Apeel food additive is safe, health authorities say
Social media users claim a food coating manufactured by the US company Apeel Sciences is harmful. This is false; several posts cite a document unrelated to the product, which extends the longevity of fruits and vegetables -- and health authorities and experts say there is no evidence it is unsafe.
"Apeel is the latest food tech from Bill Gates! It's designed as an edible film to keep produce from going bad," says an April 20, 2023 tweet. "Do you trust it to be safe!? I would avo!d it like the pl@gue!"
The post includes a screenshot of what appears to be a product safety data sheet warning of several potential health risks. A video shared April 19 on Instagram promotes the same list.
Thousands of social media users on platforms such as TikTok and Facebook have posted similar claims in German, French, Czech and Hungarian. The food coating's safety has also been the subject of numerous articles.
The claims warn against eating foods with the Apeel sticker, saying the product is a dangerous chemical that causes eye damage and skin reactions.
But Apeel Sciences spokeswoman Jess Fitzgerald told AFP the warnings circulating online are unrelated to the company's food coating.
"It's perfectly safe and meant to be consumed as part of the extra layer of protection," Fitzgerald said April 20.
In fact, the safety data sheet (archived here) is for orange-scented all-purpose cleaners and sprays from British manufacturer Evans Vanodine -- which also go by the name Apeel.
"Evans Apeel has no affiliation with Apeel Sciences and should not be used to preserve fruits and vegetables," the company says on its website (archived here).
Food coating ingredients
Apeel Sciences produces a plant-based coating called Edipeel to keep fruit and vegetables fresh for longer, according to the company's website(archived here). The colorless, odorless and tasteless protective layer is designed to help retain moisture while keeping oxygen out.
The coating consists solely of purified monoglycerides and diglycerides, edible emulsifiers that are found in the peels, seeds and pulp of fruits and vegetables. The US Food and Drug Administration (FDA) has generally recognized the additives as safe.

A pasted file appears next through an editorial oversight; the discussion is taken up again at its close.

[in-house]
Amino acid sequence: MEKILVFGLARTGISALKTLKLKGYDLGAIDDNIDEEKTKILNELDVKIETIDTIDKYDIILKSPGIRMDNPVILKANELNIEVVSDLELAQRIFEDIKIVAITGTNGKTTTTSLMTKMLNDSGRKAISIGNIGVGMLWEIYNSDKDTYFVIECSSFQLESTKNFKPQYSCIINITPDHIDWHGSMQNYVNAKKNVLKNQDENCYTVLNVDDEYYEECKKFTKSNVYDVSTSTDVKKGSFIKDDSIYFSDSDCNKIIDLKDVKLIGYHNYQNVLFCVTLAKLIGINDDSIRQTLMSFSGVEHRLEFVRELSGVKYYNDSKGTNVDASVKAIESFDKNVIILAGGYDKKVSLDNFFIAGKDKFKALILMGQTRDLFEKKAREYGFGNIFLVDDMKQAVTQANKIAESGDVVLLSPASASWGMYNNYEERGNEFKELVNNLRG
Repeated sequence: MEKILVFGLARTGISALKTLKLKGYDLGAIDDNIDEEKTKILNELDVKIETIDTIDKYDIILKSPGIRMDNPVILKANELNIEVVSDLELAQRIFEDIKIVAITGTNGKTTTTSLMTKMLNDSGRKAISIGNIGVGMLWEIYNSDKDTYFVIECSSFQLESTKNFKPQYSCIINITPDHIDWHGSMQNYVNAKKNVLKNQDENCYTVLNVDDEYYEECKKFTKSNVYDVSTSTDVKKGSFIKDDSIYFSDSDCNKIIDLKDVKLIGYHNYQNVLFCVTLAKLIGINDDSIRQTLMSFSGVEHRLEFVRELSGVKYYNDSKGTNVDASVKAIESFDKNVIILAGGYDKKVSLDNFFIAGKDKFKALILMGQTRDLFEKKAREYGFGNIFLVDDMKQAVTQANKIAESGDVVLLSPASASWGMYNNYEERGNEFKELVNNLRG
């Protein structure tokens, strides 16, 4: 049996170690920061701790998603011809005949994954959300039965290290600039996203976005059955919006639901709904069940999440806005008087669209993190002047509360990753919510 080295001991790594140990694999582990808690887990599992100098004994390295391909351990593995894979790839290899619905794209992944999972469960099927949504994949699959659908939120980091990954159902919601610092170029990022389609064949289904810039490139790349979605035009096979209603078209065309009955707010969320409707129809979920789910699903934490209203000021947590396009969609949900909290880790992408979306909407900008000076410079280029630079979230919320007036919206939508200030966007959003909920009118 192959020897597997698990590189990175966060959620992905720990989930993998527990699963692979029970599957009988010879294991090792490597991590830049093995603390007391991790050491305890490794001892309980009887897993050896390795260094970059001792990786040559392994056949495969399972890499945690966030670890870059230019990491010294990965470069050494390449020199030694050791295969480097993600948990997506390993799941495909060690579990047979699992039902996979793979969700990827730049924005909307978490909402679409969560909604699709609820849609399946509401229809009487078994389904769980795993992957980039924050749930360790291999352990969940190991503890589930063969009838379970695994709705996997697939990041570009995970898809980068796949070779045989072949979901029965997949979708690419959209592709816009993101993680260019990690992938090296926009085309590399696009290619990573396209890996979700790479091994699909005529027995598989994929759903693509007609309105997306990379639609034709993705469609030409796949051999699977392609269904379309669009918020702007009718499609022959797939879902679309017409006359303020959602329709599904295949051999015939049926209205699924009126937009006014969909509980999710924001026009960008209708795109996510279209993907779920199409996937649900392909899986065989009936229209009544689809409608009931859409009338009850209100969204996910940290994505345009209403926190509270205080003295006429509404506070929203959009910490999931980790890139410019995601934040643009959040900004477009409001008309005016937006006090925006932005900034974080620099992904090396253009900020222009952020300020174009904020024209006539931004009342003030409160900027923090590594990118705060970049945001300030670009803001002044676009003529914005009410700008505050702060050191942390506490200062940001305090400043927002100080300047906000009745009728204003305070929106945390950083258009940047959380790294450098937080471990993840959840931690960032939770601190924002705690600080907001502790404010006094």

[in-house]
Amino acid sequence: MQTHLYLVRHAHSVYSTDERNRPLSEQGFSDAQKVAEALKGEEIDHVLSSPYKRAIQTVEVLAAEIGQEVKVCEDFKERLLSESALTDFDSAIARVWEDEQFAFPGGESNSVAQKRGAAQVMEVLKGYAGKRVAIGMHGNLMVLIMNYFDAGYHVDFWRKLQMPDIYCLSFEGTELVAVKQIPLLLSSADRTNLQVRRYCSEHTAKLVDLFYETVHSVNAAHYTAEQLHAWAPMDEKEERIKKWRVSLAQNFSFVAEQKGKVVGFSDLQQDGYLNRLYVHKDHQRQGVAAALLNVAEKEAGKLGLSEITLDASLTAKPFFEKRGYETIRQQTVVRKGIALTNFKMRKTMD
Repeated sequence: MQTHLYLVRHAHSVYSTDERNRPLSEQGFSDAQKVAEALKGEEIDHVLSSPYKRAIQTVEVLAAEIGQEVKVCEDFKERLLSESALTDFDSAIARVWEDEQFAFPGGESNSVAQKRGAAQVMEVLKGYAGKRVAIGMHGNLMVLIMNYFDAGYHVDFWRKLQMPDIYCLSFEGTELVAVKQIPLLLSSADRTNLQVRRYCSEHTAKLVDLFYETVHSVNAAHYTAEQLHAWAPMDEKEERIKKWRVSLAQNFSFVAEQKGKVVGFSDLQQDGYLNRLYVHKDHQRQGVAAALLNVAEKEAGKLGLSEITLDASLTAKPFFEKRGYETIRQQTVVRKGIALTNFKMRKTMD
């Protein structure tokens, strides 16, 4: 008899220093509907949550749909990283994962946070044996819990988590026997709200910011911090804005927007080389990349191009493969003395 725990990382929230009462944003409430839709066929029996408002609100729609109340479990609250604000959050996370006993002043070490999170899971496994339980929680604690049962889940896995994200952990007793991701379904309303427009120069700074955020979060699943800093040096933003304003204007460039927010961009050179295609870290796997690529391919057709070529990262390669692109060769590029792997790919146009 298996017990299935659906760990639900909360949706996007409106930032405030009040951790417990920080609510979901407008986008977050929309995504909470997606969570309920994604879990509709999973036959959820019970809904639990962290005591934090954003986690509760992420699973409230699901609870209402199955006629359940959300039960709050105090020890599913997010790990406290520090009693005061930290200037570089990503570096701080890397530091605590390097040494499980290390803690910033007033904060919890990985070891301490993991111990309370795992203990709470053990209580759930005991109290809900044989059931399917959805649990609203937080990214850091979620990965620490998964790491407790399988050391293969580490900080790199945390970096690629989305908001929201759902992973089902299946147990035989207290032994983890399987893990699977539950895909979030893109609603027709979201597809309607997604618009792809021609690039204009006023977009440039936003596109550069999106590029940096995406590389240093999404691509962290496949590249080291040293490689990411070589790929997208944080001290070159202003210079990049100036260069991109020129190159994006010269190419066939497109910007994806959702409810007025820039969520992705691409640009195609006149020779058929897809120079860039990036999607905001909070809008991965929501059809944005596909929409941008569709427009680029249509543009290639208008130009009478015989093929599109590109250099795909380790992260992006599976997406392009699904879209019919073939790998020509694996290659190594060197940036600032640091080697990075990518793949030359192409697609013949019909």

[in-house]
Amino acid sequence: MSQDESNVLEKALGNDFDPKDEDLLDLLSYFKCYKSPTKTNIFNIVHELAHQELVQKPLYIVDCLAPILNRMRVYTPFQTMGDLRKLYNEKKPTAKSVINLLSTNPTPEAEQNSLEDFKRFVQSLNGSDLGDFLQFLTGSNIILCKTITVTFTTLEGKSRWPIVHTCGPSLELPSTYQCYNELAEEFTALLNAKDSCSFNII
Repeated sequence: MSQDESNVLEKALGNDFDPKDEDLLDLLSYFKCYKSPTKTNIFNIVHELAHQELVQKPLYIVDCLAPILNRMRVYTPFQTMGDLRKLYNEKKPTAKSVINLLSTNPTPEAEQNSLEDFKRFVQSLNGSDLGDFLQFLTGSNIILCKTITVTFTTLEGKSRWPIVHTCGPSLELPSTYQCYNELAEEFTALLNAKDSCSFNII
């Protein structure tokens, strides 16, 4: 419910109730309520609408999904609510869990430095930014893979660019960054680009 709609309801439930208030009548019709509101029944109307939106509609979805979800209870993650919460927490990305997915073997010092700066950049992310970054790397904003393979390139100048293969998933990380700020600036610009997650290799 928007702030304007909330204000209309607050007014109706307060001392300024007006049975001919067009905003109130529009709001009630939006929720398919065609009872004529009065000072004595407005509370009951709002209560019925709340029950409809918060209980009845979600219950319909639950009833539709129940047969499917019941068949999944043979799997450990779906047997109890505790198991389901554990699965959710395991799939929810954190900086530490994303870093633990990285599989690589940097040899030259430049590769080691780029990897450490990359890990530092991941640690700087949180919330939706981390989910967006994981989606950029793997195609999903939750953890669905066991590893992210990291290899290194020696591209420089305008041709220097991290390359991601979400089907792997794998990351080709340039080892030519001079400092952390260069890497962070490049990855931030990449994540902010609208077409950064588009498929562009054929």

"Since they are substances that both occur naturally and are also produced in the digestive process of fats, they have been proven to be safe, and there is also no limit for absorption," Jurgen Konig, professor of nutritional sciences at the University of Vienna, said April 20.
Health Canada told AFP it issued a letter of no objection for Edipeel, allowing the product's use under certain conditions. The agency previously evaluated the safety of the coating and its ingredients and found they "pose no health hazard to the consumer," a spokesman said April 19.
In Europe, monoglycerides and diglycerides have been used on fruit and vegetables since at least 2019, a European Commission representative told AFP on April 27. However, the EU has only approved the layer for foods whose peel is usually not consumed, including oranges, avocados and mangoes -- and the produce must be labeled accordingly.
Some posts connect Apeel Sciences to Microsoft co-founder Bill Gates and the World Economic Forum (WEF), both frequent targets of conspiracy theories.
"Apeel received research funding from the Bill and Melinda Gates Foundation in 2012 and 2015 to begin development of its plant-based protection technology," Apeel's Fitzgerald said.
She noted that the philanthropy is not an active investor in Apeel Sciences.
Apeel Sciences was chosen in 2018 by the World Economic Forum as a "Technology Pioneer" and both the company and its founder, James Rogers, are listed on the global body's website. But the company said it has never received WEF funding.
AFP has previously fact-checked misinformation about food additives here and here.